To determine the quality of a paper, all eligible studies were scored as previously reported [67]. The assessment was performed by two authors who reached an agreement on all items assessed. The categories of score assessment included the scientific design (five items: study objective definition, study design, outcome definition, statistical consideration, statistical method and test description), laboratory methodology (seven items: blinding in the biological assays performance, tested factor description, tissue sample conservation, description of the relevant test procedure of the biological factor, description of the negative and positive control procedures, test reproducibility control, definition of the level of positivity of the test), generalisability (six items: patient selection criteria, patients’ characteristics, initial investigation, treatment description, source of samples, number of unassessable samples with exclusion causes) and results analysis (four items: follow-up description, survival analysis according to the biological marker, univariate analysis of the prognostic factors for survival, multivariate analysis of the prognostic factors for survival) [67]. Each item was scored as follows: 2 points if the item was clearly defined in the article, 1 point if its description was incomplete or unclear and 0 point if it was not defined or if the definition was inadequate. The maximum theoretical score was 44 points. The final quality score was presented as a percentage, which was calculated using the following formula: sum of the total points divided by 44 and multiplied by 100. An optimal threshold has yet to be defined, but the cut-off of 75% of the quality scores represented half of the investigated studies. A higher percentage reflected a paper with better reporting quality.

Exclusion criteria

The following studies were excluded from this meta-analysis: (1) studies published in a language other than English and incomplete studies; (2) case reports or animal studies; (3) studies involving only cellular models and lacking a clinical portion; (4) letters, case reports, commentaries, conference abstracts or review articles; (5) studies focusing on lncRNA genetic alterations, such as abnormal methylation patterns or polymorphisms; (6) studies whose HRs were based on data pertaining to multiple lncRNAs; (7) studies utilising only microarray analyses; and (8) studies lacking sufficient data for the calculation of HRs and corresponding 95% CIs. If data subsets were published in more than one article, only the most recent article was included in the analysis. Data were extracted independently by two authors (Yun Liu and Jifeng Feng) who reached a consensus regarding all data items.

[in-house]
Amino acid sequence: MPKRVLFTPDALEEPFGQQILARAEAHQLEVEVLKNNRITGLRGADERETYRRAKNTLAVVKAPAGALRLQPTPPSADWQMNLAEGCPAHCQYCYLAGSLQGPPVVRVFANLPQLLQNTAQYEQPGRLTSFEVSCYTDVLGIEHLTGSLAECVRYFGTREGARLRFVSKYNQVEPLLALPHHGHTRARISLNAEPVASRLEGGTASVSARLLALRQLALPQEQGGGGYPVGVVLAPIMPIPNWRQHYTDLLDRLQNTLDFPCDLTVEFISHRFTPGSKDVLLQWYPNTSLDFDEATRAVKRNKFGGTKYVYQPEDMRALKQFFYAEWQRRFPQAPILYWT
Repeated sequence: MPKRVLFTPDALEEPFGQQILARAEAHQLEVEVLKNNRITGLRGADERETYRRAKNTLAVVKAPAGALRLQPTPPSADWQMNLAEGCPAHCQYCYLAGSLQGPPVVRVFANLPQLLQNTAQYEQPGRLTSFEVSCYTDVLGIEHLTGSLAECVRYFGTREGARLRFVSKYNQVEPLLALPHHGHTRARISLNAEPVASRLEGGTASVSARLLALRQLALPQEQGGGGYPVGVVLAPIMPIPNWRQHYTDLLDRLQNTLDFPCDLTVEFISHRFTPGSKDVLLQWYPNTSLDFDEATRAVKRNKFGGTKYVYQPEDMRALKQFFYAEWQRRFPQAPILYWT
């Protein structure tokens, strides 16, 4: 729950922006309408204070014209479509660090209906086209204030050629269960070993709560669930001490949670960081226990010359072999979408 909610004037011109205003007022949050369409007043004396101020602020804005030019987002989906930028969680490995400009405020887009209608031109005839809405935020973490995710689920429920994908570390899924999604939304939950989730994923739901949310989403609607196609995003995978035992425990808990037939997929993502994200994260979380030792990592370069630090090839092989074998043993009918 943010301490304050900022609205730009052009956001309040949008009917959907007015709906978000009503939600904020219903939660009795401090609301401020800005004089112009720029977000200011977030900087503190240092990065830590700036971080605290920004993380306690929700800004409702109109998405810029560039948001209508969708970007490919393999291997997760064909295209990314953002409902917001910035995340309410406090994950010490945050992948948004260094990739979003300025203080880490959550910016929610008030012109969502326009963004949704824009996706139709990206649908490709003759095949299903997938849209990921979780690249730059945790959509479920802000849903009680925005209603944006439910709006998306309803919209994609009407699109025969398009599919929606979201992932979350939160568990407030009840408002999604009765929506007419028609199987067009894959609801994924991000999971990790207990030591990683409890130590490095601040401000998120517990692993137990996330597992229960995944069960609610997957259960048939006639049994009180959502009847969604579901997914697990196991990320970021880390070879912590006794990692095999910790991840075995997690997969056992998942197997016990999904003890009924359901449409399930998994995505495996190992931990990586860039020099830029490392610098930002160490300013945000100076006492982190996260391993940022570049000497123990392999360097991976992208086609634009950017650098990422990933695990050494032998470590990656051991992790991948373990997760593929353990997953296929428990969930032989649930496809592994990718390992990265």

Statistical analysis

Statistical analysis was performed with Stata statistical software, version 12.0 (Stata Corp LP, College Station, TX, USA), and P-values less than 0.05 were considered statistically significant. Statistical heterogeneity between studies was assessed using the I2 statistic, and I2 > 50% signified the presence of significant heterogeneity [68]. A random- or fixed-effects model was used depending on the results of the heterogeneity analysis; if significant between-study heterogeneity was present, the random-effects model was used. However, if significant between-study heterogeneity was not present, the fixed-effects model was used. Pooled HRs and odds ratios (ORs) were extracted from the published data. In cases in which HRs could be directly obtained from a publication, we used crude HR values. In cases in which HRs and the corresponding 95% CIs were not directly reported in an included study, the survival data extracted from the corresponding Kaplan-Meier curves were used to estimate HRs. Stata 12.0 was used to determine the sensitivity of the studies. Publication bias was evaluated using Begg’s test [44], and a P < 0.05 was considered statistically significant.